Satoshi Nakamoto’s Revolutionary Idea

Satoshi Nakamoto’s seminal bitcoin white paper was published ten years ago today. Here, to mark the anniversary, we publish an excerpt from Brian Patrick Eha’s How Money Got Free: Bitcoin and the Fight for the Future of Finance, a narrative history of bitcoin’s early years.

A feeble man can see the farms that are fenced and tilled, the houses that are built. The strong man sees the possible houses and farms. His eye makes estates, as fast as the sun breeds clouds. —Ralph Waldo Emerson

Bitcoin came into the world fully formed, like Athena from the head of Zeus. It was announced on an internet mailing list for cryptographers in the fall of 2008 by somebody calling himself Satoshi Nakamoto—an event that some day, if bitcoin endures, may rank in the annals of invention alongside that moment on March 10, 1876, when a former teacher of deaf children, Alexander Graham Bell, who had already helped his father to disprove the commonly held belief that the deaf could not learn to speak, followed this miracle by forcing electric current to carry the sound of a human voice.

Like Bell, bitcoin’s pseudonymous creator must have spent years on his invention, working long hours against long odds to give people something they didn’t even know they wanted. He did it all backwards, writing the code in order to convince himself that it was possible, that it wasn’t just a pipe dream, before writing the paper that laid out the concepts realized by the code. When a famous cryptographer, Hal Finney, asked him to provide a detailed explanation of the bitcoin protocol, complete with algorithms and details of the data structures involved, Satoshi said it would take less time simply to release the first version of the software. Like everyone else, he had seen earlier attempts to create electronic cash go nowhere, or hit a dead end. So enough with theory and spec papers, he figured. He didn’t just want to tell them it could work. He wanted to show them it would.

“I’ve been working on a new electronic cash system that’s fully peer-to-peer, with no trusted third party,” Satoshi’s announcement began. It was 2:16 p.m. Eastern Standard Time on the first day of November and he was telling everyone on the mailing list that he had figured out how to do for money what the internet had already done for information—set it free as bits and bytes, without gatekeepers, making financial transactions as painless as email. He wanted his peers to know before anyone else.

To explain his invention, Satoshi had prepared a white paper, in which he outlined the features of bitcoin that were technical advancements on earlier forms of electronic money. It would be decentralized, meaning that a network of people running the bitcoin software would assume the dual role of a mint, producing the currency, and a central clearinghouse, reconciling and recording transactions. This arrangement was revolutionary. Until the invention of bitcoin, nobody had managed to overcome without a trusted third party the central stumbling block of electronic cash, which was known as the “double-spending problem.” With physical cash—U.S. dollars, say—it is easy to prevent someone from spending the same bill twice. If you hand your friend a $10 bill, everyone can plainly see that she, not you, now possesses the $10. You have spent it and can’t spend it again. Moreover, cash transactions are irreversible: once you have given your $10 away, you can’t get it back without your friend’s consent, unless you take it by force. Because cash has a socially agreed-upon value, and because cash transactions are final, it allows two parties who don’t trust each other to do business—making it useful for criminals and other untrusting types.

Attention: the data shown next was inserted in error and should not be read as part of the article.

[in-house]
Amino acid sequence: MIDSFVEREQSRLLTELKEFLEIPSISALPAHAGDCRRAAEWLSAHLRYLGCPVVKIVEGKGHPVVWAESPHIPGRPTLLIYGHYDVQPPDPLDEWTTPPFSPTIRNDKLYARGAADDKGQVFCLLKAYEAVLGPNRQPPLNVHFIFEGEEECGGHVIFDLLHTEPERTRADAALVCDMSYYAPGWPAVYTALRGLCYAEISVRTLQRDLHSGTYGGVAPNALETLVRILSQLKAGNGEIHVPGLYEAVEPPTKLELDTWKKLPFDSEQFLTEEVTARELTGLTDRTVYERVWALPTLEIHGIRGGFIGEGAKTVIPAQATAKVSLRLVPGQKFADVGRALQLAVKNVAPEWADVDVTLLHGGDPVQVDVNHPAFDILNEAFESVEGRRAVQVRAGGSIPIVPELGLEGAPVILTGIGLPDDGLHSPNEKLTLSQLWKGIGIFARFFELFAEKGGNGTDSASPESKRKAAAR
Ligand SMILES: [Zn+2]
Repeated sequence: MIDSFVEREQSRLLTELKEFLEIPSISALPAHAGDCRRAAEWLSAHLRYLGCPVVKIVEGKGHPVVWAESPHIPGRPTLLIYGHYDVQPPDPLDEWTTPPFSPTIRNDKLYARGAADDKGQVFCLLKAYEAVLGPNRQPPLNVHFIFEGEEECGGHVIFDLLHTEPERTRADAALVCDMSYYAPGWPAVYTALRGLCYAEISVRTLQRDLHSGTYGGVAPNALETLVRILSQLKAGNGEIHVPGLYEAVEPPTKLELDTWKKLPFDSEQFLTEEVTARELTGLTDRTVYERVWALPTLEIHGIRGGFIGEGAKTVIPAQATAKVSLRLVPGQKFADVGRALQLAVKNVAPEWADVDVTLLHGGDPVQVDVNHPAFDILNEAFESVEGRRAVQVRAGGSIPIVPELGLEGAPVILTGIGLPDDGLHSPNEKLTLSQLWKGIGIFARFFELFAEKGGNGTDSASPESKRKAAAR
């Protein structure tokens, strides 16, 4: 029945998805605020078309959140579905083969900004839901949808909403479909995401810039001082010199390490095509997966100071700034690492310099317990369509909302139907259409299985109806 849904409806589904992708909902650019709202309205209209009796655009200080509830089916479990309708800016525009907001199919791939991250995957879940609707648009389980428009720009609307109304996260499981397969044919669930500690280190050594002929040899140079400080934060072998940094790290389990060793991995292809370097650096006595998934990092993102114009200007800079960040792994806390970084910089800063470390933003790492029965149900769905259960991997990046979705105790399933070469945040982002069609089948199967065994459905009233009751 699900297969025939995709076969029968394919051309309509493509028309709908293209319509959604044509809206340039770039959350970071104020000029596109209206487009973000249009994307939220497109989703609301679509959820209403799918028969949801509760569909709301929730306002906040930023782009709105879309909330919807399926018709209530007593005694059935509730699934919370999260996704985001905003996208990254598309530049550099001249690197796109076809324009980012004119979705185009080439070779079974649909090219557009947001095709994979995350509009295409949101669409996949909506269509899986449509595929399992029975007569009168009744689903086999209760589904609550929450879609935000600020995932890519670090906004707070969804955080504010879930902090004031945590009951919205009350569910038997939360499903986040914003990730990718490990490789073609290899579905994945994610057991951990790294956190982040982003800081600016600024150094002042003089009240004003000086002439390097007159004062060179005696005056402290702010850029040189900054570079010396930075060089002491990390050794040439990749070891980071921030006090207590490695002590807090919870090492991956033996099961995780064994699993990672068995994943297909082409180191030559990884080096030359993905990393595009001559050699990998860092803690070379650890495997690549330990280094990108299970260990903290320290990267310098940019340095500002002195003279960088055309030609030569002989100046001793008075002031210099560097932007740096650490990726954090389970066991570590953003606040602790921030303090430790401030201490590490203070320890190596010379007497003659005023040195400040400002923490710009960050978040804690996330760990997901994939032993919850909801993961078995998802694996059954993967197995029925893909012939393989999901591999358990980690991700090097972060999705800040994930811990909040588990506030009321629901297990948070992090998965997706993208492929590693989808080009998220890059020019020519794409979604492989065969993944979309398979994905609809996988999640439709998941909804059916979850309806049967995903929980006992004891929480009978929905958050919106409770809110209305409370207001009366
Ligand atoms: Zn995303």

Before bitcoin, the solution to the double-spending problem was simple, though with unfortunate side effects: employ a trusted third party.

Electronic money, on the other hand, is like any other electronic data; it can be copied and distributed ad infinitum. This is advantageous when you want to send an important file to your boss while retaining the original on your own computer, but it’s absolutely ruinous when you want to establish a payment system. Imagine sending $10 of digital money to someone to settle a debt. Because you still have a perfect copy on your computer, what would prevent you from spending the same $10 again and again? It would be like counterfeiting, only worse, because each copy would be identical to the original. Like a man who, much to the chagrin of his genie, has cannily wished for infinite wishes, the bearer of electronic cash would be the richest man alive—if only his digital wealth weren’t worthless, since nobody in their right mind would accept payment under these terms.

Before bitcoin, the solution to the double-spending problem was simple, though with unfortunate side effects: employ a trusted third party. This is the role played today by PayPal, Venmo, and every other online payment processor. The company acts as an authority to verify transactions, debiting a balance from one customer’s account and crediting it to another’s account, and keeping track in its central ledger of where the money goes. Users trust these services to keep an accurate record of transactions, so that no double payments are possible. In so doing, users give up control over their money. The third party—PayPal, say—can choose to reverse any transaction at any time, and can even freeze customer funds if it finds cause. The final judgment call rests with PayPal, just as credit card chargebacks are at the discretion of the credit card company. Worse yet, the security and integrity of the entire payment network depends on the company operating it. Even as the once-novel idea of “online shopping” gave way to a booming global e-commerce sector, then, there was still no way to replicate over the internet the direct, ancient, peer-to-peer experience of money changing hands, finally and irrevocably.